i was at a book store the other day and found a treasure that’s perfect to share with you today:
if you’ve ever been over to our house you know my penchant for books – gardening books in particular. while i love new books, there’s a certain quality about old books that intrigues me… the worn fabric edges, the graphic flourishes to emphasize the title’s typeface, the smell of well-aged newsprint, the wonder of who’s hands the book has passed through over time… the book that caught my eye this time was america’s garden book, written by louise bush-brown (former director of the pennsylvania school of horticulture for women, now temple university ambler) and james bush-brown (former landscape architect and member of asla). it was originally published in 1939 and periodically revised (book shown in 1952) by charles scribner’s sons. it covers the gamut of horticultural information and includes black and white illustrations, line drawings and photographs.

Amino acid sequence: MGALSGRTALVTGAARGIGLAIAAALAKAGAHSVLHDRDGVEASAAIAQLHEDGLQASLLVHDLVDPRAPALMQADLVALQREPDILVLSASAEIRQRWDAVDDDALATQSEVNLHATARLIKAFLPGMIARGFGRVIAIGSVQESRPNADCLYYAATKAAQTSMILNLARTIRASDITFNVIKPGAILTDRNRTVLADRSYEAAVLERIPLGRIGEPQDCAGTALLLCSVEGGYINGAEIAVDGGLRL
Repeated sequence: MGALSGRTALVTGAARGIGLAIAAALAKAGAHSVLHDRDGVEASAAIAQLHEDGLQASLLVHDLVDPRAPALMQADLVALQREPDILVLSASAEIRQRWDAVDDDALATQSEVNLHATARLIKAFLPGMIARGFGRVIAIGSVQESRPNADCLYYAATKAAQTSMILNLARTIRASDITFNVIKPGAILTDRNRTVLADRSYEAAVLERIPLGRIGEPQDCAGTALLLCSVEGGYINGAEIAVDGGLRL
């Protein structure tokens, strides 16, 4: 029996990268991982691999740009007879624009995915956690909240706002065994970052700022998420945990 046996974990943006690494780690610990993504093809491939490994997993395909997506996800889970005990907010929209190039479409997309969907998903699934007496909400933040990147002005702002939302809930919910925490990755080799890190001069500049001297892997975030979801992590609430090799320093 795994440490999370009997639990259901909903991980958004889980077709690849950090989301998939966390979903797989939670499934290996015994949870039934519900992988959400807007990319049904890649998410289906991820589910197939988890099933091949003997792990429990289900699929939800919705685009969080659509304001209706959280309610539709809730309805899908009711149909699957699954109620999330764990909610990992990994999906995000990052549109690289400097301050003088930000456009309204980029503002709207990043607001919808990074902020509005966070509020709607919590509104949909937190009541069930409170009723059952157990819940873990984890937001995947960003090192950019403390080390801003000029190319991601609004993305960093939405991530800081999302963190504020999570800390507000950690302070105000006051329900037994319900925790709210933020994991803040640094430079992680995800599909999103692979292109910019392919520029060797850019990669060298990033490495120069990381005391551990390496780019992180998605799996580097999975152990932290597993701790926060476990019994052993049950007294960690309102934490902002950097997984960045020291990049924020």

i tend to file notes, pamphlets and photos in the pages of books – mostly to mark the page i’m on, but i often forget that i’ve filed them there. i’m glad i’m not the only one:
i found the entry pictured above particularly interesting given this holiday of independence… for to be truly appreciative of our life histories, shouldn’t we know something about the way in which ALL things live and grow…?
happy independence day.